Friday news roundup September 27, 2019
Number of refugees coming to the US is slashed by almost half. According to the US state department, a record low 18,000 people will be accepted under the government’s refugee programme with most places reserved for Iraqis who helped the US military, as well as members of persecuted religious minorities. A number of human rights groups have criticised the move and Samantha Power, a former ambassador to the UN, called it “an abomination”. “This decision represents further damage to America's leadership on protecting the most vulnerable people around the world. It has no basis in logic or need, damages America's interests, and tarnishes her values,” said David Miliband, head of the International Rescue Committee non-profit group.
More than one in four secondary school pupils have private tuition. Recent research from the Sutton Trust has revealed that young people from wealthier homes are significantly more likely to have additional help than their poorer peers. The report consolidated data from 2,500 11- to 16- year-olds, 27% of whom said that they have had private tuition. A further breakdown of the data shows that 34% of those from “high-affluence” backgrounds have private tuition, compared with 20% of those from “low-affluence” homes. Furthermore, young people in London are more likely to say they have had a private tutor than any other part of England. “The government should look at introducing a means-tested voucher scheme to enable lower-income families to provide tuition for their children. Schools should also consider the implications of teachers offering paid tuition outside of lessons and how this is promoted in school,” Sir Peter Lampl, the Sutton Trust founder and chair, commented.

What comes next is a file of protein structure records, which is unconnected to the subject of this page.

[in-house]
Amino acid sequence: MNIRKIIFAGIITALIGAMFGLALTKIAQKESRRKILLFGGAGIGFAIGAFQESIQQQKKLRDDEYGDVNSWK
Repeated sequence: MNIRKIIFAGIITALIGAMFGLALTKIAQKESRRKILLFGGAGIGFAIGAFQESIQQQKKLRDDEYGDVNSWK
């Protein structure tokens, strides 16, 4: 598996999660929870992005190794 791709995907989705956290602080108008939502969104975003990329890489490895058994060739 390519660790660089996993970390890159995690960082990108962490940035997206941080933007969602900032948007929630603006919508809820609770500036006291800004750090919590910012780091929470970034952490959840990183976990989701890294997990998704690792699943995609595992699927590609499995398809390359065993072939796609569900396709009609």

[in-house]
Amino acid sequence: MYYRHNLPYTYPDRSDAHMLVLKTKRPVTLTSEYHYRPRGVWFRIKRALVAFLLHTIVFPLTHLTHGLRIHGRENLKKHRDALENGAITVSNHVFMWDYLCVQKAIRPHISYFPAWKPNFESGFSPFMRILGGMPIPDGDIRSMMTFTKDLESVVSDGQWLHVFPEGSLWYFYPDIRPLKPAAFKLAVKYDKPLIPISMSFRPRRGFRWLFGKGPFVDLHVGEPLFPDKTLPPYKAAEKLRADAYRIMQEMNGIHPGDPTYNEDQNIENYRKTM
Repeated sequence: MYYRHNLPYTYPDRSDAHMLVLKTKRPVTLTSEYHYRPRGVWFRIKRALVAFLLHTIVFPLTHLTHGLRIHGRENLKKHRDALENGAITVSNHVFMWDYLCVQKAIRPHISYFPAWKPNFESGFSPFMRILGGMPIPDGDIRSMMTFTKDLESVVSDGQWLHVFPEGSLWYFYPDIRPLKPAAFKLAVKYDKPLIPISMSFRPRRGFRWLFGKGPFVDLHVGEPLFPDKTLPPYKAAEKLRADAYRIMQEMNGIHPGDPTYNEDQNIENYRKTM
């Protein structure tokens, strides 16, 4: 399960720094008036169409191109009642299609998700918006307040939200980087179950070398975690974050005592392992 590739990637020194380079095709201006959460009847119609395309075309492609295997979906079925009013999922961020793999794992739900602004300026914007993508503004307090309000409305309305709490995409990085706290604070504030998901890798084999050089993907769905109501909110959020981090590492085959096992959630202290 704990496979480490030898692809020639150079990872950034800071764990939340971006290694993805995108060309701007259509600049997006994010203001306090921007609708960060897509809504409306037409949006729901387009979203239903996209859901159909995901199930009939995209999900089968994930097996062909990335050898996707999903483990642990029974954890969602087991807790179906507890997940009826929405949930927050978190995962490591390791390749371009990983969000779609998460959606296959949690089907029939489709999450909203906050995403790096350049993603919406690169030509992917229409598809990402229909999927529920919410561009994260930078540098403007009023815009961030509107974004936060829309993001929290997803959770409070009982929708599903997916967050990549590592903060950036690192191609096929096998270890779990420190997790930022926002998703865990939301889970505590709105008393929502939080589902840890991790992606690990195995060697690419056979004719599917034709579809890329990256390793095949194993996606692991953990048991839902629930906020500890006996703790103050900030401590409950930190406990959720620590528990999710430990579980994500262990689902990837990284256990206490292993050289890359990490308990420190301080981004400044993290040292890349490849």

The current pension system in Australia is in review. This is the first comprehensive review of the nation’s retirement income system in 30 years. Treasurer Josh Frydenberg has said that the inquiry will cover the age pension, voluntary savings including the family home, aged-care funding, franking credits and the role of the powerful $2.9 trillion superannuation industry. The review will be headed by former senior Treasury official Michael Callaghan and he will be joined by Carolyn Kay, a member of the Future Fund's board of guardians, and Deborah Ralston, chair of the Self Managed Super Fund Association and a member of the Reserve Bank's payments system board. Council on the Ageing chief executive Ian Yates said the review “would have a lot of ground to cover” and there would be “quite substantial” pressure on the government to act on its recommendations.
Read more on economic inequality, migration policy and the aging workforce and pensions reform.